In November, the DHH issued 21 pages of "emergency" administrative rules for abortions and abortion clinics that would have made it extremely difficult for women to obtain the procedure except in rare circumstances without going out of state.
Drafted without a public hearing or the input of affected stakeholders, the draconian rules would have required a 30-day waiting period for abortions and mandated physical changes for abortion clinics and licensing procedures that state authorities could have used to immediately close all five of the legal facilities still operating in Louisiana. That would have amounted to an effective ban on abortion for most women, especially for those with low incomes who could not afford the expense and time off work to travel outside Louisiana.
The 30-day waiting period would have increased women's health risks and taken them closer to the 20-week limit on abortions that Louisiana has imposed. That limit has been blocked elsewhere by the federal courts.
You can read more about this situation below the fold.
The proposed rules represent yet another version of "TRAP" rules and legislation (Targeted Regulation of Abortion Providers) that the forced-birther movement has been pushing for decades to undermine women's reproductive rights. Though in no way required by statute, the rules were supposed to go into effect Nov. 20, but state officials had yet to start enforcing them. Louisiana DHH finally scheduled a public hearing for Wednesday morning in Baton Rouge that has now been postponed.
Andrea Grimes at RH Reality Check quotes Ellie Schilling, a New Orleans attorney who represents several Louisiana abortion clinics:
“They’re tripling the size of what procedure rooms need to be,” said Schilling. “Nobody else has to comply with this, even general hospitals don’t have requirements like this for procedure rooms, separate recovery rooms.” The rules even dictate what specific kind of flooring materials abortion facilities must use. [...]Some specifics:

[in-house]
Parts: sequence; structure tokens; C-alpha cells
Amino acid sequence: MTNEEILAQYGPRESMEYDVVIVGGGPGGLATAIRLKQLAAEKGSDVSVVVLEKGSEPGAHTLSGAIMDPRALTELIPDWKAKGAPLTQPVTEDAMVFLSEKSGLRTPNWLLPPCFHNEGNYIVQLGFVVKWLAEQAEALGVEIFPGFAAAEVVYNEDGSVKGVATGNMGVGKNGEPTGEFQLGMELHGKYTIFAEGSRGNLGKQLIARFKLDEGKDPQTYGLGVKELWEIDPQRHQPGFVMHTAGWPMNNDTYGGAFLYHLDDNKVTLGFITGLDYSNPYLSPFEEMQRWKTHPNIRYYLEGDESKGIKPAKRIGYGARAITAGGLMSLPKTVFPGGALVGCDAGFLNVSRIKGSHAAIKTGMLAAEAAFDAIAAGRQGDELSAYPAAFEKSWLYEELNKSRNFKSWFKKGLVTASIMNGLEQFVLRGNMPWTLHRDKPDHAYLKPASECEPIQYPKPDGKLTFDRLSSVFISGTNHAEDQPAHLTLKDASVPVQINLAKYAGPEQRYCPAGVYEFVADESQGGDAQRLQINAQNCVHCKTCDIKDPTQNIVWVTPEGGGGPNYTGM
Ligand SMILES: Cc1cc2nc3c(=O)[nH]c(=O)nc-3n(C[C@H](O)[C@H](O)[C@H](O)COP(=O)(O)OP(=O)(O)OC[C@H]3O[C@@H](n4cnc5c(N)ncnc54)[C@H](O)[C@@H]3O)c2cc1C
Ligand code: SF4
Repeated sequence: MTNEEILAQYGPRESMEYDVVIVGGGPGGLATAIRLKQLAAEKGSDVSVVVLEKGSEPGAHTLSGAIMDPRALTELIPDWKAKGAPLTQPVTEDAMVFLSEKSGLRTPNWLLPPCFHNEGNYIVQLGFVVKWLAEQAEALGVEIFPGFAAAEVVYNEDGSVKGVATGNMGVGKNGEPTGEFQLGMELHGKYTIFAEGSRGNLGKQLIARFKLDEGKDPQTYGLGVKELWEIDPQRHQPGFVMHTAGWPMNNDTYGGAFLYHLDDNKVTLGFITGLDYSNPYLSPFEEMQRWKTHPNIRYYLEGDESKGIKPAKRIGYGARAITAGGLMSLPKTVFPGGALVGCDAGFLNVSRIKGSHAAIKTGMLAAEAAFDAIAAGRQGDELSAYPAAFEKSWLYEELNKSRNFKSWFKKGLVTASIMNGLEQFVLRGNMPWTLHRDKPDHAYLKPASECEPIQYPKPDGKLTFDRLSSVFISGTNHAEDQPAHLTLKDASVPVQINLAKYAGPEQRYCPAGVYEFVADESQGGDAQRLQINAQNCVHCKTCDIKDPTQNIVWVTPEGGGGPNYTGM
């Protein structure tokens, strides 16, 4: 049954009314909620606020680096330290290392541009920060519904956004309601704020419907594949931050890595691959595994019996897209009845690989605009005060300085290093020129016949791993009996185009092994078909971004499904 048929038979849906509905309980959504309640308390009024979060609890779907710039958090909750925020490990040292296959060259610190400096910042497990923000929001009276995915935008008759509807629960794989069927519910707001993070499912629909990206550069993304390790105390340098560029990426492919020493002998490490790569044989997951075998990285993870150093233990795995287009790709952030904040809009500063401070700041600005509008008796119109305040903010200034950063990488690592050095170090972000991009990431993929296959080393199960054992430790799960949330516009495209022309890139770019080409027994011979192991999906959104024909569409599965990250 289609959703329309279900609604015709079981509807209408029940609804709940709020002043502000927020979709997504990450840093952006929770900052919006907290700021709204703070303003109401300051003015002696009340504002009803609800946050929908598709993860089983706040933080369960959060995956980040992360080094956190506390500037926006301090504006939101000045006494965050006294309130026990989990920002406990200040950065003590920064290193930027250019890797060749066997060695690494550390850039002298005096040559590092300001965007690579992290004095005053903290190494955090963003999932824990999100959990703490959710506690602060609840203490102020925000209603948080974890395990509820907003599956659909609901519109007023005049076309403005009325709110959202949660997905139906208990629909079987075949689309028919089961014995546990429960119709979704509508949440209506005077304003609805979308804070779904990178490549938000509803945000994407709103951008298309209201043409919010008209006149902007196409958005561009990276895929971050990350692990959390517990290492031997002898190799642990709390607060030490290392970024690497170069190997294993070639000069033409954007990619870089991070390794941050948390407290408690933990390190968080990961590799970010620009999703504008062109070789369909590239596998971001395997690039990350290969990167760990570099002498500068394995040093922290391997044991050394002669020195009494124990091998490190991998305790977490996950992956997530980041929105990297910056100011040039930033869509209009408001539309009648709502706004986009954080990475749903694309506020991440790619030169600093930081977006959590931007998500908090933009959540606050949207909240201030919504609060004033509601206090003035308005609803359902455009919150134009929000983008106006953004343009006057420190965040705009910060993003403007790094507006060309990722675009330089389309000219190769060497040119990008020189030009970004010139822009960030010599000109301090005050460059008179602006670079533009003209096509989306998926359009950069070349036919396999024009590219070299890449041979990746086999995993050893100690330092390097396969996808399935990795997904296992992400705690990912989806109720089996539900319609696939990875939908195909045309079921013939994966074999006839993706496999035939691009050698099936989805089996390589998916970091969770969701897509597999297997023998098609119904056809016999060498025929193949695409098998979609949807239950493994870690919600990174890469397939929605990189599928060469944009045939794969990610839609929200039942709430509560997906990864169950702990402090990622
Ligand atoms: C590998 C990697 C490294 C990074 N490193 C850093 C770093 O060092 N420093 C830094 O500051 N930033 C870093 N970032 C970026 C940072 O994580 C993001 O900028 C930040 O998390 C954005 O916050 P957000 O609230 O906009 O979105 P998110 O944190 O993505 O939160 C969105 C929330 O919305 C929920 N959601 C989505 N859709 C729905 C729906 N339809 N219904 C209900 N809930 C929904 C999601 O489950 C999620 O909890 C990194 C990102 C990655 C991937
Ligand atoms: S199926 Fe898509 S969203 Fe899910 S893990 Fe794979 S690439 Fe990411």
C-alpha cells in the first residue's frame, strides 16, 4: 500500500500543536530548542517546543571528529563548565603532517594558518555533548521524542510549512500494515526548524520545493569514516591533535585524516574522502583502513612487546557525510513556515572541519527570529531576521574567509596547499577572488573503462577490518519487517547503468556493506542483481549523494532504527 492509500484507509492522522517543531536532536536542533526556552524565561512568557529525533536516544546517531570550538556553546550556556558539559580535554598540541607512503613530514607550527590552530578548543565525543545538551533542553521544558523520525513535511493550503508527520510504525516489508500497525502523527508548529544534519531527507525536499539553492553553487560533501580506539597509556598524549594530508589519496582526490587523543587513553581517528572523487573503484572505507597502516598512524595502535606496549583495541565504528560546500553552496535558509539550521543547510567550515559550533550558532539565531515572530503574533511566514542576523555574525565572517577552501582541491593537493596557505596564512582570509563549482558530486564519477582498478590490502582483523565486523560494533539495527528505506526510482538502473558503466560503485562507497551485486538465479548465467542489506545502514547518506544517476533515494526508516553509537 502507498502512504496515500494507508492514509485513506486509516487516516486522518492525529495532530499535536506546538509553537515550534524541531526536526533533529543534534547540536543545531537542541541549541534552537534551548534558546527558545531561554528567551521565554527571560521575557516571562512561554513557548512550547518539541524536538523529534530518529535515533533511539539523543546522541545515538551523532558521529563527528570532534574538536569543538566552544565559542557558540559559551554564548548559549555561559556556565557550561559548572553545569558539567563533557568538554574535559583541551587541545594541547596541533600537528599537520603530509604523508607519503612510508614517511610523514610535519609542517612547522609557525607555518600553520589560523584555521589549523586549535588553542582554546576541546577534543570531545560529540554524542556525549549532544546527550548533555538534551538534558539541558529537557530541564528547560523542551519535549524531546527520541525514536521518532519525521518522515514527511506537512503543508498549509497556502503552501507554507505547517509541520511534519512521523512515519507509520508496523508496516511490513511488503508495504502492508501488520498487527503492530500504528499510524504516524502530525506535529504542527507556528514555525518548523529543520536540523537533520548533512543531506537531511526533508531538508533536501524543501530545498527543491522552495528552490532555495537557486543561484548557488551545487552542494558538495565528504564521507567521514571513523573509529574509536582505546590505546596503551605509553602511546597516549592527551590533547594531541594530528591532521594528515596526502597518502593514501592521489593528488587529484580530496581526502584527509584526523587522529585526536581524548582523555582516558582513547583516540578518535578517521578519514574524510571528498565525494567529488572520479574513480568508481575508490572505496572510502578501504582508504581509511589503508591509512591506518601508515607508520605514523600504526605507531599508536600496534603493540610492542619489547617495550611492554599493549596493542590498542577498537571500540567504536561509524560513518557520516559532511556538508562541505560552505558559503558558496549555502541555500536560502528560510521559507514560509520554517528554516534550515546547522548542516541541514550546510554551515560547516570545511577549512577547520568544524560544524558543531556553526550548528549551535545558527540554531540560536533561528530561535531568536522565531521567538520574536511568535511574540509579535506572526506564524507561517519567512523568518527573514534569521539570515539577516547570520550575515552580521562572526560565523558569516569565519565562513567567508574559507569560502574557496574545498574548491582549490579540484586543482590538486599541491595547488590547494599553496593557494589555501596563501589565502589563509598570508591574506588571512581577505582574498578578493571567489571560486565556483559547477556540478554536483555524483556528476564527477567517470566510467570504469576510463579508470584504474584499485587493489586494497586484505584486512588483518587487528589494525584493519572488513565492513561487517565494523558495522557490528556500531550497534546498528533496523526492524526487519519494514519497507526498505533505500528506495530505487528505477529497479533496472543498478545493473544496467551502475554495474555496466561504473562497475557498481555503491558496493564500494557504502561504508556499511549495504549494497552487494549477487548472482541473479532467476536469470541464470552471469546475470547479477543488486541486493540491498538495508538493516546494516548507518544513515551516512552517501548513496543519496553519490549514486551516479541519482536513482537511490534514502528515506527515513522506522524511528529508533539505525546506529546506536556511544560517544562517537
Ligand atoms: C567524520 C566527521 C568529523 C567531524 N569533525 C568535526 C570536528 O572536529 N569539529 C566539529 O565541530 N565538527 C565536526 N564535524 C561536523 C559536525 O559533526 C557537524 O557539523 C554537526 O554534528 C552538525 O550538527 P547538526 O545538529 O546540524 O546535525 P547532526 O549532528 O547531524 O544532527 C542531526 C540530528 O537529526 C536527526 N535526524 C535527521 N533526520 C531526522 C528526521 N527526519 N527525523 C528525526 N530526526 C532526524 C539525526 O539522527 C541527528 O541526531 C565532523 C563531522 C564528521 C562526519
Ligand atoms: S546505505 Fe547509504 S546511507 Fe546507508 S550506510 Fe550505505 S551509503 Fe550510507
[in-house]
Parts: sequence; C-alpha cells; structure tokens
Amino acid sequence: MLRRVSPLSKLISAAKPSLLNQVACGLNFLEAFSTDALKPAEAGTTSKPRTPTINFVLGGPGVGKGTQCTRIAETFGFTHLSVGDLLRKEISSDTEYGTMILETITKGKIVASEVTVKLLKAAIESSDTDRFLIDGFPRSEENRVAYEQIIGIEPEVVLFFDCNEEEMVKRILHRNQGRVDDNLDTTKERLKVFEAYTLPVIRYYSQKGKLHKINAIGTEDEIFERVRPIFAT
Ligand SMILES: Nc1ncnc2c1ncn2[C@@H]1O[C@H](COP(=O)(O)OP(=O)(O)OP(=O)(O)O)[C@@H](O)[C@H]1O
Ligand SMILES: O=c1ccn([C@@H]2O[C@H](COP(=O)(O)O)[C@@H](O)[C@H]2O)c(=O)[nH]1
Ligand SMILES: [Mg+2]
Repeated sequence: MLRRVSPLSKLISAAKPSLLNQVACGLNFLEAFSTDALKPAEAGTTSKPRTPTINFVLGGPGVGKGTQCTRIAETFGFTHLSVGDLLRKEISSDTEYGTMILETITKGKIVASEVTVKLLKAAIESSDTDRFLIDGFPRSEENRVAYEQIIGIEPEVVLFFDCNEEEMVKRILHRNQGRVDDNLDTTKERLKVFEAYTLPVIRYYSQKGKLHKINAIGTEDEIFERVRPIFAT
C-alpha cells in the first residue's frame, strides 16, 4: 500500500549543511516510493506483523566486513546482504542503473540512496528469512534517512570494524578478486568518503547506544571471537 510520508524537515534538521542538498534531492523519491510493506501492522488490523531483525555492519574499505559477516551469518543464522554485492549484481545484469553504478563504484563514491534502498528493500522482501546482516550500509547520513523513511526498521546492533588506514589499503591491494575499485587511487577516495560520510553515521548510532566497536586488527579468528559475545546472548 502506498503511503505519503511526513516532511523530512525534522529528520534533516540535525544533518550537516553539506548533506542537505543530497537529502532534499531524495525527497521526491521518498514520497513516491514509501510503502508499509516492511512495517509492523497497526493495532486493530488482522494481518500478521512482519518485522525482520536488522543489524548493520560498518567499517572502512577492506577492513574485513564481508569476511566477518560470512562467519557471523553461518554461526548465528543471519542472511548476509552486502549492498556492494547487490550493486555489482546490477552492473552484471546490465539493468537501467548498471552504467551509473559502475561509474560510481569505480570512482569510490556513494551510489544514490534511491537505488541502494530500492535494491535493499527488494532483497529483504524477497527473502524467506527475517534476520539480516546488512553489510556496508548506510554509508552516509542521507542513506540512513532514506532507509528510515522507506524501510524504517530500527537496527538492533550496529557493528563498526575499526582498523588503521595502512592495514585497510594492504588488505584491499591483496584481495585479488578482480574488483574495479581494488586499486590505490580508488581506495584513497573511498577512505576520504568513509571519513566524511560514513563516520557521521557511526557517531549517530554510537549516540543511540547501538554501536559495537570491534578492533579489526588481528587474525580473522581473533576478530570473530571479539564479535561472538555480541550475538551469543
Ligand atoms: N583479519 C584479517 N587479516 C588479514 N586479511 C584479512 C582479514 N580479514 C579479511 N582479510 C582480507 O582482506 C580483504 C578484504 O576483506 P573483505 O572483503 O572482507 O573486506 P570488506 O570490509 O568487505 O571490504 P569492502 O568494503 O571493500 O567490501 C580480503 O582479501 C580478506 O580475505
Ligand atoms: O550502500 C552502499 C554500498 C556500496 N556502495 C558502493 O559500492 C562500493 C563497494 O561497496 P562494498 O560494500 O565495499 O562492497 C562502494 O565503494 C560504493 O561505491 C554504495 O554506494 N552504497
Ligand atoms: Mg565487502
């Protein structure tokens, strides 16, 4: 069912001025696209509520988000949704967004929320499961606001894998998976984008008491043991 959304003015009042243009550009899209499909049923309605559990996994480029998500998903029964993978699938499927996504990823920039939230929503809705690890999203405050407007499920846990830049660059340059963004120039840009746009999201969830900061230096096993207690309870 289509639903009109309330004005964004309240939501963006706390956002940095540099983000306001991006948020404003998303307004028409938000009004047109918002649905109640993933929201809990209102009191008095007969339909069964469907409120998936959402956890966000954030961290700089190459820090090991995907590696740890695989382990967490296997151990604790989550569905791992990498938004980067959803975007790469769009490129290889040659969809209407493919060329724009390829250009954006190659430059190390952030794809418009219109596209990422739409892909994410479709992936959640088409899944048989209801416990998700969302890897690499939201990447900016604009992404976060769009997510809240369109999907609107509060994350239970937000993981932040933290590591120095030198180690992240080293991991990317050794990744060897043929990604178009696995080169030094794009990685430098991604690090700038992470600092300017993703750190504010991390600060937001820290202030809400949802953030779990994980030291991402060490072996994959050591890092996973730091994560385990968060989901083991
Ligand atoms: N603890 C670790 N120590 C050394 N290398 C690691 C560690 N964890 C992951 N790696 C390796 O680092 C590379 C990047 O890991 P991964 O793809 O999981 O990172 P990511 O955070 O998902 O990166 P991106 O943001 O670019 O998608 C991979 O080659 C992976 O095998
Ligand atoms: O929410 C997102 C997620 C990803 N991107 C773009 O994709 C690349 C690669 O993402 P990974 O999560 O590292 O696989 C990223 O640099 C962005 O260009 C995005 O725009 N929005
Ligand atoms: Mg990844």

“None of the abortion care providers in Louisiana were aware of these new regulations until they were published as emergency rules,” said Kathaleen Pittman, an administrator at Hope Medical Group for Women in Shreveport. “We were allowed no input in drafting them.”
• Women seeking abortions would have had to have their hemoglobin and rh factor tested at least 30 days prior to the procedure. Testing for rh factor is completely unnecessary and the hemoglobin test should be done as close as to the procedure as possible since iron levels fluctuate widely.
• Applications for new clinic licenses require a "certificate of need" that proves the necessity of the services. Even existing clinics would have had to apply for a new license if they moved. Critics say these requirements are highly subjective giving the state authority to reject licenses on flimsy grounds.
• No right of appeal would be allowed to any body outside the DHH. Thus, if the DHH claims a clinic violates a rule, that finding can stand unchallenged "and those deficiencies are often later used to revoke a clinic’s license on the basis of being a 'repeat' offender," Grimes reports.
For those who cannot attend the upcoming hearing but wish to submit comments, you can email them, together with your full name and address, to the New Orleans Abortion Fund (email@example.com). The fund will print the letters hand-deliver them to officials at the hearing.